Perhaps no one could have predicted that a single uprising, which began in a small town in Tunisia, would have spread to major cities in Egy pt, Yemen, Libya, Bahrain, and Syria in a span of just three months. Nor was it evident that the self-immolation of Mohamed Bou Azizi in front of a local municipal office in Sidi Bouzid would have sparked the Tunisian revolution that overthrew President Ben Ali in a span of two weeks.
The upheaval in Tunisia as well as the desperate image of Mohamed Bou Azizi's self-immolation had repercussions in Egypt. Many Egyptians felt embarrassed that tiny Tunisia could act so boldly while they were still unable to challenge their own repressive regime. On January 25, 2011, ten days after the overthrow of Ben Ali, the world witnessed the beginning of a massive uprising in Egypt. To protest the brutality of the Egyptian police, a demonstration was called for by a few cyber activists who had organized minor demonstrations in the previous years. they scheduled it to coincide with National Police Day, January 25, an official government holiday. As journalist Ahmed Zaki Osman explained the day before the uprisings, January 25, which was dedicated to celebrating the role of the police in the nationalization of the Suez Canal some 50 years earlier, had ironically been revived as a national day in 2009 by the government of President Ilosni Mubarak to recognize the current efforts of the Egyptian police to maintain security and stability in Egypt. Responding to calls for democracy and justice, thousands of protesters marched to Tahrir square in Cairo, while others took to the streets of Alexandria, Aswan, Ismailia, and Suez.
Tahrir Square and the Uprising
Centrally located in a city of more than fifteen million inhabitants, Tahrir Square is one of the oldest squares in modern Cairo. It came into existence 140 years ago under the rule of Khedive Ismail, the founder of modern Cairo, and was named after him, "Ismailia Square," for a little less than a century. Those who have studied the history of Egypt may not be able to resist comparing the recent uprising with another event that occurred 60 years earlier and almost on the same day. In a strange parallel, popular dissatisfaction with King Farouk's government back then brought about another set of protests that resulted in the Great Fire of Cairo in 1952. The fire was in fact a precursor to the military7 coup led by Gamal Abdul Nasser on July 23rd that transformed Egypt from a sleepy kingdom into a revolutionary republic. In the following decade, the government of President Nasser issued a decree changing the name of the square to "Tahrir Square," meaning liberation, in a gesture intended to commemorate the departure of the British forces from Egypt. The new name quickly gained currency but it did not carry much meaning for Cairenes. That is, of course, until the events of last year.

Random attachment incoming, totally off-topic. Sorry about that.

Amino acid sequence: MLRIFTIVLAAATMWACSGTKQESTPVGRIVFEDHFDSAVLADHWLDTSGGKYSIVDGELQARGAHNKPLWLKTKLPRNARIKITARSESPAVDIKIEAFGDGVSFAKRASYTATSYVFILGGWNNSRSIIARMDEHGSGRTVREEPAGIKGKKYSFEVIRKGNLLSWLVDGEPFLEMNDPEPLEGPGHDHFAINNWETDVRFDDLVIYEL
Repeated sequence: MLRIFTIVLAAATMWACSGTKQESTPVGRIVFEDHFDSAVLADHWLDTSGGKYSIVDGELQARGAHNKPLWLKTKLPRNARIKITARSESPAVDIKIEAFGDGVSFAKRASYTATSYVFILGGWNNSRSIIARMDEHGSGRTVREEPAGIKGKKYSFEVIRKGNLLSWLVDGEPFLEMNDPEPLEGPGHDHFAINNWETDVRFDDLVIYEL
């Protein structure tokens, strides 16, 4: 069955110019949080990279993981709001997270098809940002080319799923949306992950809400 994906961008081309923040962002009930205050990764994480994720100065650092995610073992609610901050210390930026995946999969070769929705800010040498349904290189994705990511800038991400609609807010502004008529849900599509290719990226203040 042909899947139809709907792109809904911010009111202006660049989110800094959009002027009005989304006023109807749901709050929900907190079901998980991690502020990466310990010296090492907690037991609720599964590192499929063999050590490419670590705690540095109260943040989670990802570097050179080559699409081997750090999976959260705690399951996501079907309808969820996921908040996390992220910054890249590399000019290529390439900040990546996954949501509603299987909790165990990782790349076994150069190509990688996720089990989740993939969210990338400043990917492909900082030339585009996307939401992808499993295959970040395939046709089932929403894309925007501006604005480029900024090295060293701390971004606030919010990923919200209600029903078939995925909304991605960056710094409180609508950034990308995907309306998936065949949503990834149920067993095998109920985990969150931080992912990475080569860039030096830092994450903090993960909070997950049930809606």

Incidentally, the youth who started the 2011 uprising by occupying the roundabout in the middle of the square may not have been aware of its history. Since the late 1940s, a pedestal stood at the center of the roundabout awaiting a statue of Ismail. The statue was never placed there as the 1952 coup brought an end to the monarchy. Nasser would later leave the pedestal empty as a reminder of the failure of Egypt's old regime. Today, in Tahrir Square, the tents erected by the protesters in the roundabout--where the pedestal once stood--still stand more than a year after the uprising. This action signifies yet another stage in the long history of Tahrir Square but one in which the meaning of this urban space was shaped by the actions of the Egyptian people.
The story of the protests in Cairo is an important one to decipher here not only to understand the so-called Arab Spring but also to interpret the changes that have occurred in Arab cities as a result of these uprisings. For example, many small groups had been protesting in Cairo and in Tahrir Square itself for years before the uprising but with little effect. …